The foregoing and other features and advantages of the invention will be apparent from the following more particular description of preferred embodiments of the invention.
An acid solution 24 that is effective for etching chromium includes a hydrochloric acid (HCl) solution having a molar concentration (i.e., molarity, M) of at least about 0.3. Preferably, the molar concentration should not exceed about 6. At molar concentrations above about 6, care should taken to limit the etch time to a value low enough to insure that the etchant does not “undercut” any barrier material or photoresist, if present, such as a photoresist (not shown) above the chromium volume 30 or the chromium oxide layer 20. The acid solution 24 should preferably be applied to the chromium volume at a temperature of at least about 35° C. to ensure a sufficiently high rate of etching. The temperature is preferably below about 70° C. At temperatures above about 70° C. and below the boiling point of the acid solution 24, the etch time should be sufficiently low so as to avoid the same undercutting as was described above for molar concentrations exceeding about 6. At temperatures above about 70° C. and near or at the boiling point of the acid solution 24, care must taken to replenish evaporative losses of the acid solution 24. Within these parameters such that the acid solution 24 includes hydrochloric acid and the metallic body 22 includes steel, etching rates between about 300 Å/min and about 3200 Å/min can be expected.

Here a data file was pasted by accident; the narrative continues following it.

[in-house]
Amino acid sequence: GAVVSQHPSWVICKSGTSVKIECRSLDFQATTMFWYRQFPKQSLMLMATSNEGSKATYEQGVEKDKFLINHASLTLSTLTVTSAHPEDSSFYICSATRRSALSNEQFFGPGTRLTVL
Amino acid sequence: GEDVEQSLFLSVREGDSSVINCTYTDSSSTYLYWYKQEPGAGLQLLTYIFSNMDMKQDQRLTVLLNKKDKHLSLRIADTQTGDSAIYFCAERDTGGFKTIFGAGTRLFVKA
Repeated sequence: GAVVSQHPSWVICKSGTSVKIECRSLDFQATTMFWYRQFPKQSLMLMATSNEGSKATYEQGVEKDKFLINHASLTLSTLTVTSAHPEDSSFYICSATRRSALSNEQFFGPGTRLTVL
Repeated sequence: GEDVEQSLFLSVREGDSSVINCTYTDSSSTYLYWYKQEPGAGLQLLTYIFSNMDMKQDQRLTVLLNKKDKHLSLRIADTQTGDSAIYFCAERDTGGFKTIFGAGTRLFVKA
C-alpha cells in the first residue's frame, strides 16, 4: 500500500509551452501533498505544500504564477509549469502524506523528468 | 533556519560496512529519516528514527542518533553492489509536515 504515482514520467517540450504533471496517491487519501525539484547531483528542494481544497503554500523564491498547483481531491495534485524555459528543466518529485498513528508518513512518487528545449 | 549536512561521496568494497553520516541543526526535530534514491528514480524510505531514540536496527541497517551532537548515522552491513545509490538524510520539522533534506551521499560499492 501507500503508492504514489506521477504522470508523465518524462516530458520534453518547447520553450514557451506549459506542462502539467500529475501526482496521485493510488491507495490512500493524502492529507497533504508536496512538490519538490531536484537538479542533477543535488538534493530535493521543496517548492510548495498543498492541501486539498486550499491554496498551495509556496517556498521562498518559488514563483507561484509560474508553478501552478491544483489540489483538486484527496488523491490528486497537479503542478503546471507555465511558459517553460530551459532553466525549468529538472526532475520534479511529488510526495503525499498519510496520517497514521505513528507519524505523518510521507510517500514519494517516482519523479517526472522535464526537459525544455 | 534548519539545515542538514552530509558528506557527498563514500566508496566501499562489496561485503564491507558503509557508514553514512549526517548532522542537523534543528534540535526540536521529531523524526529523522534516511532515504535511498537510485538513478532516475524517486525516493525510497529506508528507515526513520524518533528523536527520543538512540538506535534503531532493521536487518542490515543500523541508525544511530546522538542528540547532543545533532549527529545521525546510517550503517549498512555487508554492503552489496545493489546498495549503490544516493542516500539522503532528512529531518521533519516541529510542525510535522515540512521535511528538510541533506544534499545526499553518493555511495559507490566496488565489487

Etch rate tests have been conducted for chromium samples of thickness 800 Å such that the acid solution 24 includes hydrochloric acid and the metallic body 22 includes steel, with the temperature varying between about 21° C. and about 52° C., and the hydrochloric acid solution's molarity (M) varying between about 1.2 M and about 2.4 M. The tests were conducted in the absence of NaCl in the acid solution. The results are summarized in Table 1 which follows.